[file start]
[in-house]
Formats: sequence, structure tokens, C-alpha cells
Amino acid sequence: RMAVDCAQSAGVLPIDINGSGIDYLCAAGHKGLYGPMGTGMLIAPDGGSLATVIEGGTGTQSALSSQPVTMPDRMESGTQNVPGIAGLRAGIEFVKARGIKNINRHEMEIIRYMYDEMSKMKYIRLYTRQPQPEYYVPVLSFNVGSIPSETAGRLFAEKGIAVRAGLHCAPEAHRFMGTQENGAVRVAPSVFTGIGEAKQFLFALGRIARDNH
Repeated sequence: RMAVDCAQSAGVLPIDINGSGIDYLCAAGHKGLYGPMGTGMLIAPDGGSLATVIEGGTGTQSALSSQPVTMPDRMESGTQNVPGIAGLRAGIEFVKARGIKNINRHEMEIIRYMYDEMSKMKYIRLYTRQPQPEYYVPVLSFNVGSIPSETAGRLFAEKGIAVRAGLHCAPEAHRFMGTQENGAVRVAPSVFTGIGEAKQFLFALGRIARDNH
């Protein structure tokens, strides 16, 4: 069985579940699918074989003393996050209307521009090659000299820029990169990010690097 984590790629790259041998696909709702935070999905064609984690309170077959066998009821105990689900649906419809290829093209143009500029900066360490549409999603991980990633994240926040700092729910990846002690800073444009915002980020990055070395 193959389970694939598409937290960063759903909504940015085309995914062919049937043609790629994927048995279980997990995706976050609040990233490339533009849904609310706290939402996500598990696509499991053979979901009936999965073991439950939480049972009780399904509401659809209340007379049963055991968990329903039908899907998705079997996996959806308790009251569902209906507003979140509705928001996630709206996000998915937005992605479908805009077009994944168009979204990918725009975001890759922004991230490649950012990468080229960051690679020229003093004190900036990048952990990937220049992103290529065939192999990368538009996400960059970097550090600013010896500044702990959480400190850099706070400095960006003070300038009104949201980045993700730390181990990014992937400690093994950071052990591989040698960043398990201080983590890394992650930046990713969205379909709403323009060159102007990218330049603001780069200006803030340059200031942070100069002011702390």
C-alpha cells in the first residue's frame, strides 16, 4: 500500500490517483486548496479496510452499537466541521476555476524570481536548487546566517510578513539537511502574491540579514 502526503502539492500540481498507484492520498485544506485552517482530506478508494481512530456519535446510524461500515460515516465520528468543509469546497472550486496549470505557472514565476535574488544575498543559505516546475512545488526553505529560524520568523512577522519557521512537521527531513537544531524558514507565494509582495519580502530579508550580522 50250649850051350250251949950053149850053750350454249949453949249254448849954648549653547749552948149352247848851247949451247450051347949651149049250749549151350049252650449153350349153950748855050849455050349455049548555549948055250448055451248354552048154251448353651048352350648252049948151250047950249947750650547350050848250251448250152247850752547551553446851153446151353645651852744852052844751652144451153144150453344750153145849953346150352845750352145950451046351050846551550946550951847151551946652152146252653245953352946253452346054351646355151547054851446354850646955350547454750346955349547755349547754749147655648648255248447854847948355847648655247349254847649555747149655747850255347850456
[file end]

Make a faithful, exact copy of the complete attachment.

[in-house]
Formats: sequence, structure tokens, C-alpha cells
Amino acid sequence: RMAVDCAQSAGVLPIDINGSGIDYLCAAGHKGLYGPMGTGMLIAPDGGSLATVIEGGTGTQSALSSQPVTMPDRMESGTQNVPGIAGLRAGIEFVKARGIKNINRHEMEIIRYMYDEMSKMKYIRLYTRQPQPEYYVPVLSFNVGSIPSETAGRLFAEKGIAVRAGLHCAPEAHRFMGTQENGAVRVAPSVFTGIGEAKQFLFALGRIARDNH
Repeated sequence: RMAVDCAQSAGVLPIDINGSGIDYLCAAGHKGLYGPMGTGMLIAPDGGSLATVIEGGTGTQSALSSQPVTMPDRMESGTQNVPGIAGLRAGIEFVKARGIKNINRHEMEIIRYMYDEMSKMKYIRLYTRQPQPEYYVPVLSFNVGSIPSETAGRLFAEKGIAVRAGLHCAPEAHRFMGTQENGAVRVAPSVFTGIGEAKQFLFALGRIARDNH
């Protein structure tokens, strides 16, 4: 069985579940699918074989003393996050209307521009090659000299820029990169990010690097 984590790629790259041998696909709702935070999905064609984690309170077959066998009821105990689900649906419809290829093209143009500029900066360490549409999603991980990633994240926040700092729910990846002690800073444009915002980020990055070395 193959389970694939598409937290960063759903909504940015085309995914062919049937043609790629994927048995279980997990995706976050609040990233490339533009849904609310706290939402996500598990696509499991053979979901009936999965073991439950939480049972009780399904509401659809209340007379049963055991968990329903039908899907998705079997996996959806308790009251569902209906507003979140509705928001996630709206996000998915937005992605479908805009077009994944168009979204990918725009975001890759922004991230490649950012990468080229960051690679020229003093004190900036990048952990990937220049992103290529065939192999990368538009996400960059970097550090600013010896500044702990959480400190850099706070400095960006003070300038009104949201980045993700730390181990990014992937400690093994950071052990591989040698960043398990201080983590890394992650930046990713969205379909709403323009060159102007990218330049603001780069200006803030340059200031942070100069002011702390």
C-alpha cells in the first residue's frame, strides 16, 4: 500500500490517483486548496479496510452499537466541521476555476524570481536548487546566517510578513539537511502574491540579514 502526503502539492500540481498507484492520498485544506485552517482530506478508494481512530456519535446510524461500515460515516465520528468543509469546497472550486496549470505557472514565476535574488544575498543559505516546475512545488526553505529560524520568523512577522519557521512537521527531513537544531524558514507565494509582495519580502530579508550580522 50250649850051350250251949950053149850053750350454249949453949249254448849954648549653547749552948149352247848851247949451247450051347949651149049250749549151350049252650449153350349153950748855050849455050349455049548555549948055250448055451248354552048154251448353651048352350648252049948151250047950249947750650547350050848250251448250152247850752547551553446851153446151353645651852744852052844751652144451153144150453344750153145849953346150352845750352145950451046351050846551550946550951847151551946652152146252653245953352946253452346054351646355151547054851446354850646955350547454750346955349547755349547754749147655648648255248447854847948355847648655247349254847649555747149655747850255347850456